The 2010 Red Sox season is just 47 days away, but there is no shortage of questions lingering around the team. We can't say for certain how they'll be answered, but we do know which players have the biggest window of opportunity in February and March.
Just look at last year. Clay Buchholz was coming off a brutal 2008 season, one in which he went 2-9 and allowed batters to hit .348 with runners on base. To say there were questions surrounding Buchholz last winter would be a gross understatement.
Then Buchholz showed up to Fort Myers and dominated. He went 2-0 with a 2.52 ERA, striking out 19 while walking just four. Though he was sent to the minors for the first half of the season, the Red Sox knew they had a reliable starter waiting in the wings. Buchholz spent the second half of the year proving them right, posting much more respectable numbers in 16 starts.
By October, there was Buchholz, standing on the hill at Fenway in a playoff game. He walked off the mound that day with a lead, and though his team couldn't hang on for a victory, it would be hard not to see Buchholz's 2009 campaign as one of great success.
So who will be this year's Buchholz? Here's a look at 10 players who have the most to gain — and potentially lose — with the Red Sox in spring training.
10. Boof Bonser
Taking a look at the Red Sox' roster in February, Boof Bonser doesn't figure to play a central role in much of anything. Acquired by the Red Sox in early December, Bonser figured, at most, to be a contributor from the bullpen. Theo Epstein, however, spent the rest of the winter picking up Scott Atchison, Ramon A. Ramirez, Brian Shouse, Gaby Hernandez and Fabio Castro. Needless to say, there will be a battle to make the bullpen. Bonser figures to be among the top candidates, and after missing all of the 2009 season, the 28-year-old's career could very well hang in the balance.
9. Jason Varitek
He won't be the starting catcher, that much we know. But what will Jason Varitek's impact be on the 2010 season?
If the soon-to-be-38-year-old shows up to Fort Myers and hits .220 with a couple of homers, he'll probably assume the role of catching once or twice a week throughout the season. But what if the captain comes into the preseason with a renewed focus and hits above .300? What if his offseason strength and conditioning program has him in the best shape he's been in in years?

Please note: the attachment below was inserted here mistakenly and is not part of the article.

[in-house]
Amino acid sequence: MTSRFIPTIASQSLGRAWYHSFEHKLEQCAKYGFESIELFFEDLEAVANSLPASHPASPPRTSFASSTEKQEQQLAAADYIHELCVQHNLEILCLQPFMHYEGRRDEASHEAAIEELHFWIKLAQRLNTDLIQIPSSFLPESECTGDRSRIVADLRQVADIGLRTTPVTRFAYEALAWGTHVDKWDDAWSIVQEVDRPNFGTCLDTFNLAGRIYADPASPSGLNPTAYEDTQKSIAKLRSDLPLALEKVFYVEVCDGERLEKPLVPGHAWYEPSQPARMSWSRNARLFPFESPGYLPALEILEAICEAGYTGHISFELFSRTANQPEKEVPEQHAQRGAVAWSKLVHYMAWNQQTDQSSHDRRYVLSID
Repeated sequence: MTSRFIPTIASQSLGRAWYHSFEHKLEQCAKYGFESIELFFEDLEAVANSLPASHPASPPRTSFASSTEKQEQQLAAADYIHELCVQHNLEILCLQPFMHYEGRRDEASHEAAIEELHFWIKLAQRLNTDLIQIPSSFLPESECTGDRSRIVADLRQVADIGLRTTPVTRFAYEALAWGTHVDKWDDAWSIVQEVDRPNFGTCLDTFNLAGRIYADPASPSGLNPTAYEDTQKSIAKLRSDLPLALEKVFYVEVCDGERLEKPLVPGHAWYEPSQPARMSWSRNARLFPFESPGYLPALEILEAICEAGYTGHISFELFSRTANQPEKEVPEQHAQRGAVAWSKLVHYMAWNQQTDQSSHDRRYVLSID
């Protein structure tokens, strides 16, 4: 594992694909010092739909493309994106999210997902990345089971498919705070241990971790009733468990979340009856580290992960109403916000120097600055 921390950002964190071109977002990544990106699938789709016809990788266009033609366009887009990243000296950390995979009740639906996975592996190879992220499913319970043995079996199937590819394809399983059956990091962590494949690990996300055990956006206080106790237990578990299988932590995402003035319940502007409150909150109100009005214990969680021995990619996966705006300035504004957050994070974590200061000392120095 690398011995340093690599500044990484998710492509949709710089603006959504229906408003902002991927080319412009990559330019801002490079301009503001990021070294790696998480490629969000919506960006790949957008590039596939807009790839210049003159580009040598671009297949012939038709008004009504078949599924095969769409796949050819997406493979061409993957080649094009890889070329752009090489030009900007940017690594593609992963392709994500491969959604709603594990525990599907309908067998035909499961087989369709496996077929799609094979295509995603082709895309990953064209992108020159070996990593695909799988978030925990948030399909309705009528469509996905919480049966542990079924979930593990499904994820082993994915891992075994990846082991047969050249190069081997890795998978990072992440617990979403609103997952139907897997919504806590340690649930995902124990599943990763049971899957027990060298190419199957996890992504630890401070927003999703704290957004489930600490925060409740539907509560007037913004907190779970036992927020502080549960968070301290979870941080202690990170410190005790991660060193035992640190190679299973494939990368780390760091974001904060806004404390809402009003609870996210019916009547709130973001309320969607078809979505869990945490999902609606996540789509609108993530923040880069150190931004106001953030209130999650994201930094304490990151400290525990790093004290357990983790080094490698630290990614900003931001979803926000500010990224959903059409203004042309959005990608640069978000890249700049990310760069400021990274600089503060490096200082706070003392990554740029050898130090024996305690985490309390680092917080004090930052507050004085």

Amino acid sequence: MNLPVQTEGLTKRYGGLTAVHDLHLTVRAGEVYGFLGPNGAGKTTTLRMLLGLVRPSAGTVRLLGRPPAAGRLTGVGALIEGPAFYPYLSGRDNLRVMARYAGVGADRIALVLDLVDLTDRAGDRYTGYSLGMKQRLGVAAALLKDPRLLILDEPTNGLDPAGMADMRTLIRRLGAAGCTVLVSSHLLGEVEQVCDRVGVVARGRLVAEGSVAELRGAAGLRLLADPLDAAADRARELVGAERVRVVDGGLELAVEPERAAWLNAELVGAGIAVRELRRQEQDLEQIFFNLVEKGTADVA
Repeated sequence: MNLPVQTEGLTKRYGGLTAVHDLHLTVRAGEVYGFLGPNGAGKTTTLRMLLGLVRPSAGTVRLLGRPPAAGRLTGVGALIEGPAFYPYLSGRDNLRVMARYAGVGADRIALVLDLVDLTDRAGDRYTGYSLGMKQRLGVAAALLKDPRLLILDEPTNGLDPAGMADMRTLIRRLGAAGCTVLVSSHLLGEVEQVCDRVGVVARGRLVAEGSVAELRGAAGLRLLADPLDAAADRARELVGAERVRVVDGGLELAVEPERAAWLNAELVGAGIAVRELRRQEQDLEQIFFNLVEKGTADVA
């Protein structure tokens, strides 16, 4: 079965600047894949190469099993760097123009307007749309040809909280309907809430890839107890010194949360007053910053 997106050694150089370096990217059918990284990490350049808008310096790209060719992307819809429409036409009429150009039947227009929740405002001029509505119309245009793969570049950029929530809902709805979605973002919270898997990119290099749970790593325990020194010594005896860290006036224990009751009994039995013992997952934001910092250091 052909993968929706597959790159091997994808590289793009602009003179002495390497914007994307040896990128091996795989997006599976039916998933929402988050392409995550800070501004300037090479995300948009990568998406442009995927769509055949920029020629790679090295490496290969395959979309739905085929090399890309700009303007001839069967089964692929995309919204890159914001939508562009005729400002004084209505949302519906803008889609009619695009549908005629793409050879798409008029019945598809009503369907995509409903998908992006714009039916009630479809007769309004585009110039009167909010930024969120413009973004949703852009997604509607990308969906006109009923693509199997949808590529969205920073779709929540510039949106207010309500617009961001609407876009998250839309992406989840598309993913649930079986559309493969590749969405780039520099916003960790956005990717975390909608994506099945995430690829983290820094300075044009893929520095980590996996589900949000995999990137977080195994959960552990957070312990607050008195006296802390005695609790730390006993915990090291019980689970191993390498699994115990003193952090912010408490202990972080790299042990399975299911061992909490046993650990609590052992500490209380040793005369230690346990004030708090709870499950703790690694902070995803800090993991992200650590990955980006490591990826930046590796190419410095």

A strong spring won't earn him his starting job back behind the plate, but it could give the front office and manager Terry Francona confidence heading into the season. This comes with a warning though, as Varitek hit .241 with five homers in 51 at-bats last spring, and he went on to hit .209 with 14 homers in 109 regular-season games.
8. Mike Lowell
The wild and crazy offseason of Mike Lowell has been well documented, and the veteran third baseman has to be happy it's finally time to put on some spikes and play baseball. Still, it seems more and more clear that by season's end, Lowell won't be wearing a Red Sox jersey.
But for Lowell to entice another team into trading for him, he's going to have to show something in spring training. Though the same can't be said for the regular season, he'll have enough at-bats in the spring to prove that at 36 years old (his birthday is Feb. 24), he still knows how to put the bat on the ball.
In some way, whether on the field at Fenway or through acquiring a player via trade, Mike Lowell will have an impact on the 2010 Red Sox season. Nobody knows the form that impact will come in until he puts on the batting gloves in the coming weeks.
7. Yamaico Navarro
With an invite to major league camp, Yamaico Navarro has the opportunity at 22 years old to show his potential, either to the Red Sox or to teams that may seek the young shortstop via trade. He's been described as an "electric" player in the field, and he would normally have a couple of years to show he's got a future with the club. But with Jose Iglesias, a kid that has been billed as a Gold Glove candidate at shortstop for years to come, rising through the ranks, Navarro's progress will have to be accelerated in order for him to have a chance with the Red Sox. That progress begins now.
6. Jacoby Ellsbury
As we learned last year, his position atop the batting order might never be secure, and as we learned this winter, neither was his position in center field.
With two full seasons and ample postsesaon experience under his belt, he's no longer a youngster, and he'll have to answer to higher expectations. The move to left field is expected to go smoothly, and he'll have to make sure he can do it. That shouldn't be hard, but you never know how someone will respond to an offseason of criticism.
5. Jeremy Hermida
The only other question in the outfield is who will take over for Rocco Baldelli as the fourth outfielder. Jeremy Hermida is the leading candidate, though there are still some who believe Josh Reddick is ready to assume the job.
For both the sake of the Red Sox and for Hermida personally, he better hope he can show he's the man for the job.